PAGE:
proprietary workstations became an oddity.
And yet, pretty much all my graphical and computational routines written for Irix of that vintage will compile with minimal effort on a modern Linux system, and run fine. Proproetary indeed.
Those of you yearning for the experience of running a 1990s-vintage graphics workstation are about to have a good day: a developer named Eric Masson has resurrected the IRIX Interactive Desktop that shipped on Silicon Graphics Workstations and now offers it as a Linux desktop alternative. Silicon Graphics (SGI) had a crack at …
as was Sun.
Ah the lovely SCSI external drive with neat removable psu, wires clipped neatly into place and a polished chrome looking finish....and that was just the insides.
Even Compaq made some nice kit...(if you exclude the razor sharp edges that would slice you open)
Then they all made over priced generic tat.
Perhaps I'm a dinosaur - but I prefer these old GUIs to the overly flashy GUIs of today. I like OpenStep, TWM and the IRIX GUI. they're simple, uncluttered, and functional. I'm delighted by this development - and I'll certainly give it a bash on my Linux box (GNUStep, despite interesting but abandoned (and, in any case, too flashy) developments like Etoile, doesn't work brilliantly well).
Fingers crossed that this one is Ronseal (does what it says on the tin)
When I first used Linux, I set it up with olvwm, and just used the commandline in the little console window to launch GUI applications. Mostly plain ol' xterms (and variants on that theme) for working in, but also a web browser and other such modern gizmos.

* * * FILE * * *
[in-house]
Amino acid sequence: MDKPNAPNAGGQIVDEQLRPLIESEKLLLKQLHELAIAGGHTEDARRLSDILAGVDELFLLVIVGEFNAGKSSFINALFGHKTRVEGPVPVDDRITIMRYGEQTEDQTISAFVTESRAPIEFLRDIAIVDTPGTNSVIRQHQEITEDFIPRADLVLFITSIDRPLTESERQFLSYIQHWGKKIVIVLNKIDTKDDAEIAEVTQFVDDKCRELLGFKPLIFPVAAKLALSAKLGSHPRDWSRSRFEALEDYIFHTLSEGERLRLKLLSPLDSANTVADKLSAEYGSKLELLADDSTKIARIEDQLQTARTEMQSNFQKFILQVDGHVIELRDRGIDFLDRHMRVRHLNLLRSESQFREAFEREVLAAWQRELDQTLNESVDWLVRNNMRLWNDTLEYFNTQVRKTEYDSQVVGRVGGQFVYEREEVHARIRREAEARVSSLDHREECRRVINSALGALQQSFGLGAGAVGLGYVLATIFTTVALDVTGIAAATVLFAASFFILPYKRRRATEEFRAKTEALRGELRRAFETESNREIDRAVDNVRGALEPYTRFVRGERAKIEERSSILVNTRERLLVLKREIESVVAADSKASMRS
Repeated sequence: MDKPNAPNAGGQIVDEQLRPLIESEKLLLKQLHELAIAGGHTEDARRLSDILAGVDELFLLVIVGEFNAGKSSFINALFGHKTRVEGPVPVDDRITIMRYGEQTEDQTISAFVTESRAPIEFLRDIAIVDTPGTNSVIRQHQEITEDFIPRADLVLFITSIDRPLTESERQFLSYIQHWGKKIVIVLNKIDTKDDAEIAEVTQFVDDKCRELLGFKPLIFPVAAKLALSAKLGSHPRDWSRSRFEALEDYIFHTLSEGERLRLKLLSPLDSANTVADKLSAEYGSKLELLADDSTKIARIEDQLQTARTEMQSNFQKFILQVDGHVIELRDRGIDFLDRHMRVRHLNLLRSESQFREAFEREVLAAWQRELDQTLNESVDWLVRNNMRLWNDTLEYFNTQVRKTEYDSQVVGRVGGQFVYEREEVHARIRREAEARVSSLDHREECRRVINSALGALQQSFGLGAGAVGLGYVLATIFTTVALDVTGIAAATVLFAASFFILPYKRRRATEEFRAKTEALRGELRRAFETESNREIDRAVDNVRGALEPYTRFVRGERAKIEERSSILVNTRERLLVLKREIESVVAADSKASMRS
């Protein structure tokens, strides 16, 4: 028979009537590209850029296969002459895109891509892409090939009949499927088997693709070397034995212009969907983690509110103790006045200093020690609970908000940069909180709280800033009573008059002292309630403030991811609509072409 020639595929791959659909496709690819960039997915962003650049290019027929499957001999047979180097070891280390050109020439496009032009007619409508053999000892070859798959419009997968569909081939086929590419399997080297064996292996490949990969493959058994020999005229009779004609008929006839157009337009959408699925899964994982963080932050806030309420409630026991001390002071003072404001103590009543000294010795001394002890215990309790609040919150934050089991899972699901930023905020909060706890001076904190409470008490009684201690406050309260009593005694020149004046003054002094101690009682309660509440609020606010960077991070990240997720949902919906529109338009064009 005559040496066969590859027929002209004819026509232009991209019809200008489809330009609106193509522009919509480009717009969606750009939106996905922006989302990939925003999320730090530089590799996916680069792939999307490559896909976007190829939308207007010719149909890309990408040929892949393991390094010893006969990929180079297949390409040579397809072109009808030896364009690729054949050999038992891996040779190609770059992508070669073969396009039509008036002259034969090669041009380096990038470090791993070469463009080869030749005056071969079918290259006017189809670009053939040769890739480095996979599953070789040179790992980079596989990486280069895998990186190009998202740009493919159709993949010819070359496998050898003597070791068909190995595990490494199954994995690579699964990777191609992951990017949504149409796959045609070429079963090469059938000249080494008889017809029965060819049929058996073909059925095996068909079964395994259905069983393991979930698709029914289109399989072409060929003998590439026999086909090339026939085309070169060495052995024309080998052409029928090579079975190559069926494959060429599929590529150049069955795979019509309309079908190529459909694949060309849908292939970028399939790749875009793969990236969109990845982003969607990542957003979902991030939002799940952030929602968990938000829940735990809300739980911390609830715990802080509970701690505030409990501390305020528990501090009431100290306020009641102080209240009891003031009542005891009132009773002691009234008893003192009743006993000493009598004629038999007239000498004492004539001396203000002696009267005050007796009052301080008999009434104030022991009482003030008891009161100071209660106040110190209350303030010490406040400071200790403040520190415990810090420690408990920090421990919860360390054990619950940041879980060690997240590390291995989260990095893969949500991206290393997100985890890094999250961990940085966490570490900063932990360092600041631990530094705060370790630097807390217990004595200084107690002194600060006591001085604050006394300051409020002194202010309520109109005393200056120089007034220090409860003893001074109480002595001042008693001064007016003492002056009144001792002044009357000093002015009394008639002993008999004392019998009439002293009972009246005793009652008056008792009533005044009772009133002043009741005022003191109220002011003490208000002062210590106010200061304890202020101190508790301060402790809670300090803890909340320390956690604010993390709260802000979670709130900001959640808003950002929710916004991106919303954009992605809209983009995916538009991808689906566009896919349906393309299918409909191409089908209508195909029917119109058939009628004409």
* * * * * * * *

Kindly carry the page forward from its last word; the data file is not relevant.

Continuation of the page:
I'd still work like that if I hadn't got fed up with the number of hoops they make us jump through today.
The reason I stick with XFCE on Mint, maybe not as simple a desktop as something like CDE but XFCE is simple, stays out of the way as it should, stuff can be found in a split second and it just runs stuff without any silly graphics frills. In a busy IT environment where Windows is king I want to run a Linux desktop, I need something fast and so simple my granny could use it. Topped with Firefox, Evolution, SQLDeveloper, Terminator ( superb fast, multi-split terminal windows ) for getting to the *nix servers and a copy of rDesktop for Windows access when necessary, all sorted.
Unfortunately olwm isn't included with newer Solaris. I suppose I could install the free version, but it just wouldn't be the same, you know?
Also, while it does include xlock, it no longer shows the SUN logo in the game-of-life screensaver :-(
(though I suppose the ancient xlock has about a million trivial bypasses so I'm better off with xscreensaver regardless)
I actually still use CDE quite a lot, on a SUN workstation, even.
I'm sure they open sourced CDE a while ago. If I ever win EuroMillions I intend to quite and start rolling my own Linux distribution to answer silly questions like
- what does Linux using real CDE feel like?
- can a Linux distribution function without using any GNU software? (not because I have anything against gnu, just that I want to see if it can be done)
and finally, and most important
- do I actually have the patience to bother tinkering with all that stuff anyway?
You'd be surprised, the latest incarnation (stil in dev) uses GTK3 and surprisingly uses much less memory and it is noticeably faster than the GTK2 counterpart.
Also it has an enhanced compositor and proper vsync support.
As much as I despise Gnome and their API breakage policies GTK3 once it has reached maturity its proving to be decent.
Yes!Since about 2005 there has been a continual erosion in the end-user configurability of desktops, and a mad proliferation of "look at me interfaces. Of course, they have to rip off the knobs, to force everyone to look at their so called "pretty" and "modern cruft. I maintain there's nothing wrong with a system that just does its job and otherwise stays out of the way